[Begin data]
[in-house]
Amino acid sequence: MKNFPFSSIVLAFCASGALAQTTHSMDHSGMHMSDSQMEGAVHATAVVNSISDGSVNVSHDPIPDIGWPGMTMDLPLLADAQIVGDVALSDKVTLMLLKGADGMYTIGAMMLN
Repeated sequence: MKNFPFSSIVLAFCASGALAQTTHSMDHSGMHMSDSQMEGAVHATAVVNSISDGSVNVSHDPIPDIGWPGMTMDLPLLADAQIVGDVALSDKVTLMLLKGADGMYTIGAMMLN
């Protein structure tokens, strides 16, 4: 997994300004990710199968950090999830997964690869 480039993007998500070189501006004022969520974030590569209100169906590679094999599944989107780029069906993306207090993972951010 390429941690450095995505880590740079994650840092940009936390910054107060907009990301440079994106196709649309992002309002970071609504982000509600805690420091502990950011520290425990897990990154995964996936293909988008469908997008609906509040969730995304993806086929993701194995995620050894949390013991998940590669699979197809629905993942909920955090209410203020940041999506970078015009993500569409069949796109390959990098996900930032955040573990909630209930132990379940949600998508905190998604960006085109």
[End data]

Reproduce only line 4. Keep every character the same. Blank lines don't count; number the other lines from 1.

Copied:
């Protein structure tokens, strides 16, 4: 997994300004990710199968950090999830997964690869 480039993007998500070189501006004022969520974030590569209100169906590679094999599944989107780029069906993306207090993972951010 390429941690450095995505880590740079994650840092940009936390910054107060907009990301440079994106196709649309992002309002970071609504982000509600805690420091502990950011520290425990897990990154995964996936293909988008469908997008609906509040969730995304993806086929993701194995995620050894949390013991998940590669699979197809629905993942909920955090209410203020940041999506970078015009993500569409069949796109390959990098996900930032955040573990909630209930132990379940949600998508905190998604960006085109």